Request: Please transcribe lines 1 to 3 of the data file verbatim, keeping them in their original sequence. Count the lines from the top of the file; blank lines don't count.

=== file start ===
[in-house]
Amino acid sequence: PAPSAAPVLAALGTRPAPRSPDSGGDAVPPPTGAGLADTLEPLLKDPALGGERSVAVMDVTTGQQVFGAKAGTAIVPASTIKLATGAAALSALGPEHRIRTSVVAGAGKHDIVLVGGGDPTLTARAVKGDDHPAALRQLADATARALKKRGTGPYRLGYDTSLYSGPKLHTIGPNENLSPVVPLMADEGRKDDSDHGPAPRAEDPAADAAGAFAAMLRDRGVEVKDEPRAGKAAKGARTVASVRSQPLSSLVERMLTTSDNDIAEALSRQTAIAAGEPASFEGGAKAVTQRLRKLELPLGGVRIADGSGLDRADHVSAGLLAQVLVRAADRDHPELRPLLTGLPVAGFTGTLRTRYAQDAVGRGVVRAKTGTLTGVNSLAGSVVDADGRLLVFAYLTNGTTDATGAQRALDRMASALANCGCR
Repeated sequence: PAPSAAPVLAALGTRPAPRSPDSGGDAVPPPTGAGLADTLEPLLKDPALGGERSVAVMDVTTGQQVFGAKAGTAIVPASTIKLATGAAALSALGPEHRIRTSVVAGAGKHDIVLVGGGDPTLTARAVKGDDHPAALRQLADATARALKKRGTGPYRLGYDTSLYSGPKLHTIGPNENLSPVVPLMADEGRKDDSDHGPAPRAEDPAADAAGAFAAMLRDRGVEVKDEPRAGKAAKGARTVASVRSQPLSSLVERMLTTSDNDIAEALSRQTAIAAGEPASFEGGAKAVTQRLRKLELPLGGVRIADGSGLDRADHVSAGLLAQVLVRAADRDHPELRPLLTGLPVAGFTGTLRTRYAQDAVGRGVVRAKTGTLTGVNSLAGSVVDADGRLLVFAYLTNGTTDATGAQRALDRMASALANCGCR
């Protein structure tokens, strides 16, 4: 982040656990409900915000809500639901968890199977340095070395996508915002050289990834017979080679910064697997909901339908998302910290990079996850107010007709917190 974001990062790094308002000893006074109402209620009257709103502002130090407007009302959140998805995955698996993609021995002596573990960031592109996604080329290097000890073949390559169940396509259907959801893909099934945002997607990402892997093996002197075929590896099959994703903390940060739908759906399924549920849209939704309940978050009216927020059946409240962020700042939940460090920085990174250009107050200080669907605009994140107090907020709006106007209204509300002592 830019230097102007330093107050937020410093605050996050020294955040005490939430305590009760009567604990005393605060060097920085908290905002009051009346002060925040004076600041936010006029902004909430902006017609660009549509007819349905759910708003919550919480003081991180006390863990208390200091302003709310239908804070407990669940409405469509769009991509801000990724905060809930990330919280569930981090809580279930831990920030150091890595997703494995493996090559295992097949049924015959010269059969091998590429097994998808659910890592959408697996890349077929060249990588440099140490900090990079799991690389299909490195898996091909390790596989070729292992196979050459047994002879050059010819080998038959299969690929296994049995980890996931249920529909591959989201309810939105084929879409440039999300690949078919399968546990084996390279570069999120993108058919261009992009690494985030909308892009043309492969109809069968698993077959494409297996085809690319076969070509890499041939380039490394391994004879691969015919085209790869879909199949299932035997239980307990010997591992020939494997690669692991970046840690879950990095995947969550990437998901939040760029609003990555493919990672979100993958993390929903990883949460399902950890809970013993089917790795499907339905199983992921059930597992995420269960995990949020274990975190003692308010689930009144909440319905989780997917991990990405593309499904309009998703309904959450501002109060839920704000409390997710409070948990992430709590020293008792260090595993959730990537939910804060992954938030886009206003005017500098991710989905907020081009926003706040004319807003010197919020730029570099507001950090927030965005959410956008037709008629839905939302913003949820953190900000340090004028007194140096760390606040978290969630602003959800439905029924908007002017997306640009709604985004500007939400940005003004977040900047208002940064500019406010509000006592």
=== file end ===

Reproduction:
[in-house]
Amino acid sequence: PAPSAAPVLAALGTRPAPRSPDSGGDAVPPPTGAGLADTLEPLLKDPALGGERSVAVMDVTTGQQVFGAKAGTAIVPASTIKLATGAAALSALGPEHRIRTSVVAGAGKHDIVLVGGGDPTLTARAVKGDDHPAALRQLADATARALKKRGTGPYRLGYDTSLYSGPKLHTIGPNENLSPVVPLMADEGRKDDSDHGPAPRAEDPAADAAGAFAAMLRDRGVEVKDEPRAGKAAKGARTVASVRSQPLSSLVERMLTTSDNDIAEALSRQTAIAAGEPASFEGGAKAVTQRLRKLELPLGGVRIADGSGLDRADHVSAGLLAQVLVRAADRDHPELRPLLTGLPVAGFTGTLRTRYAQDAVGRGVVRAKTGTLTGVNSLAGSVVDADGRLLVFAYLTNGTTDATGAQRALDRMASALANCGCR
Repeated sequence: PAPSAAPVLAALGTRPAPRSPDSGGDAVPPPTGAGLADTLEPLLKDPALGGERSVAVMDVTTGQQVFGAKAGTAIVPASTIKLATGAAALSALGPEHRIRTSVVAGAGKHDIVLVGGGDPTLTARAVKGDDHPAALRQLADATARALKKRGTGPYRLGYDTSLYSGPKLHTIGPNENLSPVVPLMADEGRKDDSDHGPAPRAEDPAADAAGAFAAMLRDRGVEVKDEPRAGKAAKGARTVASVRSQPLSSLVERMLTTSDNDIAEALSRQTAIAAGEPASFEGGAKAVTQRLRKLELPLGGVRIADGSGLDRADHVSAGLLAQVLVRAADRDHPELRPLLTGLPVAGFTGTLRTRYAQDAVGRGVVRAKTGTLTGVNSLAGSVVDADGRLLVFAYLTNGTTDATGAQRALDRMASALANCGCR